11. If it says "genuine" on a chinese product, then run as far away from it as you can! This is the number one indicator that you're getting bullsh.. stuff / are in a fishy shop. Of course there are great chinese products (I proudly own a Huawei P8 smartphone), but in this case I'd say you bought a hunk of junk
  12. It's true XT is difficult to handle. Having a specialized printer plate (I have a PEI plate) helps a lot. And XT is one of these filaments that should actually not be printed too slowly because when the nozzle moves too slowly, the filament underneath will melt (and get stringy) and warp. I use 40mm/s as a minimum speed with XT. I also print XT a lot hotter than recommended, at 255°C (Note that my UMO probably underestimates temperature by quite a bit) which is indeed very demanding on the UMO hotend. I have actually stopped printing XT for now because of that, and will switch to an E3D ful
  13. UM filament is not actual "brand" filament. Afaik, UM doesn't manufacture their own filament, but buy the stuff from somewhere. In my experience, UM filament was among the worst quality stuff that I tried. But I have to admit I went for the good brands very soon - it's worth it. My UMO printer is very reliable - except for problems with filaments such as the string suddenly snapping off the spool, or even breaking completely just out of nothing. I never had any of these problems again since I started using only Diamond Age & Faberdashery PLA. Personally, I'm not a fan of Colorfabb's PLA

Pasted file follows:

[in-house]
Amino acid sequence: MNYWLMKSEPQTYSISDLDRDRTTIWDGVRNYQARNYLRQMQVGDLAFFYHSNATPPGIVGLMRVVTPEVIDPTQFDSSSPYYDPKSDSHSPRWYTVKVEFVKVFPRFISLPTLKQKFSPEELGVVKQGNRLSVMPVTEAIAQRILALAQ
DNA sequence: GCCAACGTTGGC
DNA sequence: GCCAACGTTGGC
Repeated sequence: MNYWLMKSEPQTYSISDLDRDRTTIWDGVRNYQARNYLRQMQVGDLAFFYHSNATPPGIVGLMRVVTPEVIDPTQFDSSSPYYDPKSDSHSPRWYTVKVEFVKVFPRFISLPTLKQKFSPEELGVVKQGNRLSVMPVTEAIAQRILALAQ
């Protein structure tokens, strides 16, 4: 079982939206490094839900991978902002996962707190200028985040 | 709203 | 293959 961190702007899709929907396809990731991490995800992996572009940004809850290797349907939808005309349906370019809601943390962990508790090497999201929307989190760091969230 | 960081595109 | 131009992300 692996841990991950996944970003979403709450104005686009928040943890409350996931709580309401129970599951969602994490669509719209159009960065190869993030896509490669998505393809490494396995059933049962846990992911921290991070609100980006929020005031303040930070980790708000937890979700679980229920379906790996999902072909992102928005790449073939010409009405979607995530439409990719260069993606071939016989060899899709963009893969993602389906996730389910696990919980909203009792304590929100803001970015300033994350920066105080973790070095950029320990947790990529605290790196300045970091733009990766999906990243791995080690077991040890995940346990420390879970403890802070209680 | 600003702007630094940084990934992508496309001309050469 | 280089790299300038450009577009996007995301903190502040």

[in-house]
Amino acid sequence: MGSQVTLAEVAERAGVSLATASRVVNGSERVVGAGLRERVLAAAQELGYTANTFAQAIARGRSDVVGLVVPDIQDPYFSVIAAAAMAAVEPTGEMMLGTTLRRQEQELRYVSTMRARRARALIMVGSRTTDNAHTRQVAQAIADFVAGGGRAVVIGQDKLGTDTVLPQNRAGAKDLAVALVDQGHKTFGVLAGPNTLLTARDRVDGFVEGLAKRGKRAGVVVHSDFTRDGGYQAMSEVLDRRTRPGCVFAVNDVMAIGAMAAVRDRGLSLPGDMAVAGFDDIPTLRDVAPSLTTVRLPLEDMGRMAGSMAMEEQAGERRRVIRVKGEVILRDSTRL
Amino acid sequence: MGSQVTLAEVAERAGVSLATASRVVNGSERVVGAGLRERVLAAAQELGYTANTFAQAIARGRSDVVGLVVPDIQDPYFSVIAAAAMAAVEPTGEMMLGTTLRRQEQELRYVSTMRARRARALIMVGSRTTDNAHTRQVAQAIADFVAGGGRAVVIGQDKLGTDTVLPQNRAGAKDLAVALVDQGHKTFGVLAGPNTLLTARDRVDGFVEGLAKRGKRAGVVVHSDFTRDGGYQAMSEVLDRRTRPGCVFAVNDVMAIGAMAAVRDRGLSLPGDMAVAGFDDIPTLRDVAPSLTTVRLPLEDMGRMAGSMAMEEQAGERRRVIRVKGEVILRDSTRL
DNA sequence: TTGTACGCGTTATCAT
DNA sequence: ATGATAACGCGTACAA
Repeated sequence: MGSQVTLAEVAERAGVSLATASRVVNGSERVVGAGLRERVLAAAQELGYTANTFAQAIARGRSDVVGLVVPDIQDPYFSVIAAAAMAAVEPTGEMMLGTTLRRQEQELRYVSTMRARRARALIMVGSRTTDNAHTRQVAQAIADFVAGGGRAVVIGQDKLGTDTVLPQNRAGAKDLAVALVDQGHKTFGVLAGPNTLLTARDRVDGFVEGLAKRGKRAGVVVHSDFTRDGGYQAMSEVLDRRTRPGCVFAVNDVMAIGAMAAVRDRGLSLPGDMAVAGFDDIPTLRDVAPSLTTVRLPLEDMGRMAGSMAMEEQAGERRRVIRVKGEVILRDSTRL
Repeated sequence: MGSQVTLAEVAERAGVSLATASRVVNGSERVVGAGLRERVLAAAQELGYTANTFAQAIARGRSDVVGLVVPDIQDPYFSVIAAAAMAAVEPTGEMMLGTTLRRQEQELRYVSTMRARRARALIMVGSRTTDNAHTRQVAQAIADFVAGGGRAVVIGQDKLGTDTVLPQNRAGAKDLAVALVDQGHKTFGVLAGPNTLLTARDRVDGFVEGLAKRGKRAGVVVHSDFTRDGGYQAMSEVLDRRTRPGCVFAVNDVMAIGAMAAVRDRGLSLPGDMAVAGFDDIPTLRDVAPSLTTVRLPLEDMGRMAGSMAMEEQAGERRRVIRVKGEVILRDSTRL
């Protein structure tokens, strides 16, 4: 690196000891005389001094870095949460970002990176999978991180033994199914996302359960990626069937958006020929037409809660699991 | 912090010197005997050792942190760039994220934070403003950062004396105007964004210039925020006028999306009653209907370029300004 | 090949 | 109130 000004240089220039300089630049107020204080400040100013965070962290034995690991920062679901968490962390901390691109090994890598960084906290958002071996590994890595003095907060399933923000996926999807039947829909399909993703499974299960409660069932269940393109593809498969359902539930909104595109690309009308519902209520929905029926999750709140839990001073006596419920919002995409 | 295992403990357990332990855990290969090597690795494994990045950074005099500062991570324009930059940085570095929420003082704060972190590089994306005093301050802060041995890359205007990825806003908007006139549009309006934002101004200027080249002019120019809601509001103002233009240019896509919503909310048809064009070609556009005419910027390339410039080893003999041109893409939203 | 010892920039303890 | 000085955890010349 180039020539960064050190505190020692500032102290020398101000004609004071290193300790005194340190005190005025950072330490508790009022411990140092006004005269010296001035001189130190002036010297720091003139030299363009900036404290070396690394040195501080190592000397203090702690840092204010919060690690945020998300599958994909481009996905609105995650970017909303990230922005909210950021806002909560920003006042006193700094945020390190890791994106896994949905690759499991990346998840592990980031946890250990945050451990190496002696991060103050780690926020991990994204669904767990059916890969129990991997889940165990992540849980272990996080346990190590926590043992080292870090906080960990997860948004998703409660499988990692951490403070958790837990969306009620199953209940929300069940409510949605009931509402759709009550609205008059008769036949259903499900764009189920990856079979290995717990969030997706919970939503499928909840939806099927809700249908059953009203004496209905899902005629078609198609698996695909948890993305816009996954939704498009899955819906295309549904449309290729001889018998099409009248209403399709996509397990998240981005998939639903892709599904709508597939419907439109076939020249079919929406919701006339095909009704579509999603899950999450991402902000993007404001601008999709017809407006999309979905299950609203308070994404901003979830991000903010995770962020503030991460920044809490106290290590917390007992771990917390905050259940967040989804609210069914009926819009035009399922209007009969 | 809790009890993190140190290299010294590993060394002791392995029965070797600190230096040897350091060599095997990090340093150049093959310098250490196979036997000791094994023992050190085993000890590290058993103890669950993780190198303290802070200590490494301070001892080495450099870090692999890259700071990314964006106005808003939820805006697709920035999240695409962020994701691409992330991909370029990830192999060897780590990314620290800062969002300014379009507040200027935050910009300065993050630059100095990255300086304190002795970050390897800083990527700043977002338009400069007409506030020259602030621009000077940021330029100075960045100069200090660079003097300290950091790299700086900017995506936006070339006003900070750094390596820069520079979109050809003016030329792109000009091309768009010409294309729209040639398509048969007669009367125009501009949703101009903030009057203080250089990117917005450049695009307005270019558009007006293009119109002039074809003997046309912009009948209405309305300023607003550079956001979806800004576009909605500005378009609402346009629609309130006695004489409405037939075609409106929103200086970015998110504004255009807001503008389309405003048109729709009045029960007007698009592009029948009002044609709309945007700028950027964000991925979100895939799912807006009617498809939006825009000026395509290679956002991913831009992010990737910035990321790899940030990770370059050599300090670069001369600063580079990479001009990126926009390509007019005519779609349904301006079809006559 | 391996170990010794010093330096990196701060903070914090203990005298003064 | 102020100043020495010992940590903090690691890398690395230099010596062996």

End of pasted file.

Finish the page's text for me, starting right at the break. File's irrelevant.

14. Another thought on the model: Consider making the relief text only one or two layers thick (for example: Make the letters protrude only 0.2mm). It might look better. I'd definitely switch to a very small nozzle, like neotko mentioned. www.3dsolex.com
  15. Cheap and high quality doesn't add up. Either you go cheap and get cheap stuff, or you go high quality and have to pay for it... I use Faberdashery and Diamond Age PLA. Both top-notch quality and both cost me pretty much the same (including shipping around the world and taxes). Colorfabb XT is a very nice alternative to ABS. Afaik, ABS is cheaper than a good quality PLA. But I don't use any ABS plastics anymore because they stink, release toxic fumes during printing and they generally produce worse prints than PLA or XT.